Heading into today’s trade deadline, things were shaping up to be fairly tame around the league. But trade deadings were anything but timid this afternoon as the action was fast and frantic just before the 4pm deadline.
The Toronto Blue Jays even pulled off a few moves of their own, officially acquiring Scott Feldman from the Houston Astros for prospect Gaudalupe Chavez and Mike Bolsinger from the Los Angeles Dodger for Jesse Chavez.
Just a few quick thoughts on these deals for the Blue Jays. Although they’re two separate transactions, it’s essentially replacing Jesse Chavez with Scott Feldman. Mike Bolsinger is merely a depth move for the Blue Jays, as he’s already been assigned to the Buffalo Bisons.
Both Feldman and Chavez are free agents at season’s end and both have very similar payroll commitments the remainder of the season. With Scott Feldman, the Blue Jays receive an upgrade in the bullpen, and the potential for Feldman to make the odd spot start.
Scott Feldman is essentially the player the Blue Jays had hoped Jesse Chavez was supposed to be for them this season. I really like the acquisition of Feldman for the Blue Jays, as he’s a versatile pitcher and it allows the Blue Jays to use him in relief or the starting rotation, if need be.
Not to mention, he has the lowest average exit velocity of all pitchers in MLB right now at 85.3 MPH. Even if batters make contact off Scott Feldman, they tend not to hit him very hard. This is great news for a pitcher now throwing in a hitter-friendly ballpark and with a stellar defense playing behind him.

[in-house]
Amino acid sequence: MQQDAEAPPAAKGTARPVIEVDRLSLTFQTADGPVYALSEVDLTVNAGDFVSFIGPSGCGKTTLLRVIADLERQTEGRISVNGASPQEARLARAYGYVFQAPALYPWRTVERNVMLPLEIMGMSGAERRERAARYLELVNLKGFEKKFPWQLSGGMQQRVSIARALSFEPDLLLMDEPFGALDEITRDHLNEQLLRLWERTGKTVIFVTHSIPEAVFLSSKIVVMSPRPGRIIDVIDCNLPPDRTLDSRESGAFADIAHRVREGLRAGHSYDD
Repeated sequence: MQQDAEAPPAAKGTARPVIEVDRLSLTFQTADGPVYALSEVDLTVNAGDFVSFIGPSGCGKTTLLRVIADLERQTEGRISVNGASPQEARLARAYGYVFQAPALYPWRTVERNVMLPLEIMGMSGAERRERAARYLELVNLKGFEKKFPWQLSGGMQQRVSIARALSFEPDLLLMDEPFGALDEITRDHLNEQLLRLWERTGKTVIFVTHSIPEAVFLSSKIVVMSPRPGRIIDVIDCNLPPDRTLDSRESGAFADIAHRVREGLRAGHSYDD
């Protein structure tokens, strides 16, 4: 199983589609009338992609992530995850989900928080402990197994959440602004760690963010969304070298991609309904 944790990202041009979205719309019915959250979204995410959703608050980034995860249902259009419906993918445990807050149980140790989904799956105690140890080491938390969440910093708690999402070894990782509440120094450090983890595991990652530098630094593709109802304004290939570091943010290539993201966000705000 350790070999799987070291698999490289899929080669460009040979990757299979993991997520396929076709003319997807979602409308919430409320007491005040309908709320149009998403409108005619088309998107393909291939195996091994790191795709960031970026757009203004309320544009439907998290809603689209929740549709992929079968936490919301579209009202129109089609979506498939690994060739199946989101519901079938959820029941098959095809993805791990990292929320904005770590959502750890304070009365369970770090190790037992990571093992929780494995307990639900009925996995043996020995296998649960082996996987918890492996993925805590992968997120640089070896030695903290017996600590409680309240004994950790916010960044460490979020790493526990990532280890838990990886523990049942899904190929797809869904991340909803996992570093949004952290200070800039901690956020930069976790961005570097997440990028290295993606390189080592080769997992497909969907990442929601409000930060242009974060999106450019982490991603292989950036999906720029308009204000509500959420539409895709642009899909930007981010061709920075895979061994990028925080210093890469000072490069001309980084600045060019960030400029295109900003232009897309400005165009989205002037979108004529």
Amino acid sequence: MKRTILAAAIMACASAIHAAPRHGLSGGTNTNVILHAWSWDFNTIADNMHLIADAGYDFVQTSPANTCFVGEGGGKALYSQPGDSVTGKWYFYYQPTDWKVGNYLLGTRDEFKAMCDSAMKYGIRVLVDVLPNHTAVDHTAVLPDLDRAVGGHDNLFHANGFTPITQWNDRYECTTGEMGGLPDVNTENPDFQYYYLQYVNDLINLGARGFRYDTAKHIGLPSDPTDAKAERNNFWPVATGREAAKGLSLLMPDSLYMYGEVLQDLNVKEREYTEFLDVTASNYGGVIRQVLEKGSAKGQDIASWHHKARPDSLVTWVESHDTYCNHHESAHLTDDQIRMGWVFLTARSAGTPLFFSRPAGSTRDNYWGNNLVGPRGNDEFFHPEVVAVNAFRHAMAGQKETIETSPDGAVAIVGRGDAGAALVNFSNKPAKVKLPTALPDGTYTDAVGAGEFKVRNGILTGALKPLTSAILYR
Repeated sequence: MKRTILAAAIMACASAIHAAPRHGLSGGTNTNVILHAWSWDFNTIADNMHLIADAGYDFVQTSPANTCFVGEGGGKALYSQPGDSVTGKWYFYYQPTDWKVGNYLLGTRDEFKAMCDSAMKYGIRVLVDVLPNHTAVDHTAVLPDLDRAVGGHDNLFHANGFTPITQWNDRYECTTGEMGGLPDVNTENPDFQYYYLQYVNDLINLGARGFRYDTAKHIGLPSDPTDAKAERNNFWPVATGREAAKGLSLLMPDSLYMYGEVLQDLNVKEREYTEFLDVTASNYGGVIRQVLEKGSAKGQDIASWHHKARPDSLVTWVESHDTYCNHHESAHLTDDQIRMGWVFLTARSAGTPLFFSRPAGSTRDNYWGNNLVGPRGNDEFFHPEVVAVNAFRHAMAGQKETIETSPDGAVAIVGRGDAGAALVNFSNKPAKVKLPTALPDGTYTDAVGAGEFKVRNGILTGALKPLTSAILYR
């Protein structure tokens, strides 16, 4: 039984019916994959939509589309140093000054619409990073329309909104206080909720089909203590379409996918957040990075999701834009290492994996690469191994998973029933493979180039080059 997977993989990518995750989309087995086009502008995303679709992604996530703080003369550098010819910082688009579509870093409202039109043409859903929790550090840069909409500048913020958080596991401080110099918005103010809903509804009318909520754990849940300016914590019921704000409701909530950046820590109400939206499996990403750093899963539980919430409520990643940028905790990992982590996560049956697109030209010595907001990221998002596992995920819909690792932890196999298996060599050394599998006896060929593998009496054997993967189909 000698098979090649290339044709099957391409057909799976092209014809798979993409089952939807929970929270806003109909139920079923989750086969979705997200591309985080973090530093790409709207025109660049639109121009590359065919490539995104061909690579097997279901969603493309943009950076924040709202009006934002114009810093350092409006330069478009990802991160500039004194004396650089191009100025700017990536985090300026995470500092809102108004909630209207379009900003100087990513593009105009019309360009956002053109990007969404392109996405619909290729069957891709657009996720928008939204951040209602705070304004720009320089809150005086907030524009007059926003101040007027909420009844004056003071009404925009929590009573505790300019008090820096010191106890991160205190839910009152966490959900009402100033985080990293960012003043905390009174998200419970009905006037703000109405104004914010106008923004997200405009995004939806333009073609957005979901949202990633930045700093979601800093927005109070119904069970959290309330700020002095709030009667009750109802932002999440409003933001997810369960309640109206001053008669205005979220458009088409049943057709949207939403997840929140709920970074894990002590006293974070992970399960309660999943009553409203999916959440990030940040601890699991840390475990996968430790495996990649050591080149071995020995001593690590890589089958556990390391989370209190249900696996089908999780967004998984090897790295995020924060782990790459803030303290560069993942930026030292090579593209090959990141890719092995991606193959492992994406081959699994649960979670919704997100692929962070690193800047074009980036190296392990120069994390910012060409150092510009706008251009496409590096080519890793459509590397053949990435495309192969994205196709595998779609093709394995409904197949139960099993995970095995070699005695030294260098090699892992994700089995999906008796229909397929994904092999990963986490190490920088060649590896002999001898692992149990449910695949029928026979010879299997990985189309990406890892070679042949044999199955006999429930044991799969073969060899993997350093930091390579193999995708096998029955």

Feldman was used predominantly as a starter since the 2008 season, but the Houston Astros opted to use him out of the bullpen since the beginning of May. Since that move, Feldman owns a tidy 2.35 ERA and has only surrendered 2 walks in 21 games out the bullpen.
The Jesse Chavez for Mike Bolsinger deal isn’t much to look at. Evidently, the Blue Jays were on the verge of designating Chavez for assignment, and they received a starting depth piece in return for Chavez rather than nothing that all.
It’s a very similar situation to that of Drew Storen for Joaquin Benoit, except the piece in return for Chavez is a starter, and a triple-A quality starter at that. It sounds like we shouldn’t expect Bolsinger to make an impact on the big league roster, but he could be called up later in the season as a roster reinforcement.
The Blue Jays didn’t address their apparent need for starting pitching with either of these transactions, but they did slightly improve the middle-relief portion of the bullpen; which has killed the Blue Jays this season.